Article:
As I reminisce about the old Dannon commercials where the delights of the consumption of yogurt were related to joys of owning a private island or receiving a long massage, I can’t help but think that Major League Baseball is missing out on a huge marketing opportunity.
After all, one would assume that yogurt consumers make up a considerable untapped market that the MLB can target.
This is like, watching baseball reporters argue on Twitter good.
This is like, firing it through the Internet good.
This is like, devaluing pitcher wins as a standalone stat good.
This is like, Giancarlo Stanton long bomb good.
This is like, Ross Gload existed and played baseball good.
Plus, the baseball player name-yogurt flavor connections are too irresistible to pass up. Who wouldn’t want to try something like Darryl Strawberry on the Bottom, Todd Coffey, Felix Pie Surprise, or Chili Davis Swirl? Like baseball as a sport, yogurt is a food that must evolve with the times in order to stay popular.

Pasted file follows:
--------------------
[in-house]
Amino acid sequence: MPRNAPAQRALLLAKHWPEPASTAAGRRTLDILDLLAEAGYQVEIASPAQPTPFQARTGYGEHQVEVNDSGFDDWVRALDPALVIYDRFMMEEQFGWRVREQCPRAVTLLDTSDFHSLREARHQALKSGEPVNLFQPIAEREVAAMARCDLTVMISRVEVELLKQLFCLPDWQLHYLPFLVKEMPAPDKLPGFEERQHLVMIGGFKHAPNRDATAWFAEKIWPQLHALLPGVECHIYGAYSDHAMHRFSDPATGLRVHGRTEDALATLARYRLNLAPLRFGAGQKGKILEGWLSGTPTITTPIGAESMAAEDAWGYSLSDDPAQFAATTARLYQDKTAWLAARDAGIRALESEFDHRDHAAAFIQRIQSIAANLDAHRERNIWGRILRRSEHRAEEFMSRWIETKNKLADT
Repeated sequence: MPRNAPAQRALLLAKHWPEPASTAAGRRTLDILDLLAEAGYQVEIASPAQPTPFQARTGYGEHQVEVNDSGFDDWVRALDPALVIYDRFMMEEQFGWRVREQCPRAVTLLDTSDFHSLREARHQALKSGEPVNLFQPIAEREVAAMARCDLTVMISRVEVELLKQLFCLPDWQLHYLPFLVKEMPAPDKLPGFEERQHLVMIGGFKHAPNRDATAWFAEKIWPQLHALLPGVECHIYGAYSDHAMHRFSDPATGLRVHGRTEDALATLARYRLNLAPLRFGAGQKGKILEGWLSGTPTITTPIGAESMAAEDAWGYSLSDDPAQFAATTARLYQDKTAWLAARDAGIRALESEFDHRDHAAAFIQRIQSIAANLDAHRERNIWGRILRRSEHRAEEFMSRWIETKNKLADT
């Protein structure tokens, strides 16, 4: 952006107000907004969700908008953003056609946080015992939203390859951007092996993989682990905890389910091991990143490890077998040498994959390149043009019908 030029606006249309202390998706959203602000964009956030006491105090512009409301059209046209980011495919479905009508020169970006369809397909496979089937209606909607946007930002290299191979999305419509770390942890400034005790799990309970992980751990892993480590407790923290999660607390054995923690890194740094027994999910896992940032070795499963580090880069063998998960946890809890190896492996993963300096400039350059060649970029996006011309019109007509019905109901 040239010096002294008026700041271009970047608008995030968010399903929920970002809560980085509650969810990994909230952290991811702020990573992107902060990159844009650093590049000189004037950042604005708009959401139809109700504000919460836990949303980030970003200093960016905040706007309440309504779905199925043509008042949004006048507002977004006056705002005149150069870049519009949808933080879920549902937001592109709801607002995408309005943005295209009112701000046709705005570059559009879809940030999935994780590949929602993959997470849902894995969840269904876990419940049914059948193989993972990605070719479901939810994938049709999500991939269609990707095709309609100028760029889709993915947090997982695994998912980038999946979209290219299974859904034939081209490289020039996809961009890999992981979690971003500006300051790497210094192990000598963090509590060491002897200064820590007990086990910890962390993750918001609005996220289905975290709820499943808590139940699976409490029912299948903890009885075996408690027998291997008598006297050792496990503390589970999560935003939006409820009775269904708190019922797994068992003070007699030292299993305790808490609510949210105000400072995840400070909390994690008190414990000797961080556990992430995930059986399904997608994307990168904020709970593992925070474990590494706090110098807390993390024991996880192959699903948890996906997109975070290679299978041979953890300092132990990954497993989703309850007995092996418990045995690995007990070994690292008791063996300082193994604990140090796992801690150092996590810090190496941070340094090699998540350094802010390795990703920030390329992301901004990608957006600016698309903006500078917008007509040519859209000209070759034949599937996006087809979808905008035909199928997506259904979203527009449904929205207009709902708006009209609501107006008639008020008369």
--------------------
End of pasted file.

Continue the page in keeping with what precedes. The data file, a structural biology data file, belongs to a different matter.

And I’d be remiss if I didn’t note that yogurt could easily become a game-day staple of fans in the stands and fans watching at home. Picture a sweltering summer day at Camden Yards. The Orioles and Blue Jays are engaged in a mammoth game that’s well into extra innings, and the concession stands have stopped serving ice cold beer. Salvation appears in the form of a gangly youth hucking plastic bottles filled with thick, lukewarm Mike Trout Chunk.
Daily news, recaps, and ridiculous pictures from across the baseball world. Extra focus on stirrup socks, squeeze bunts, mustaches and old baseball cards. In other words, your exact interests.
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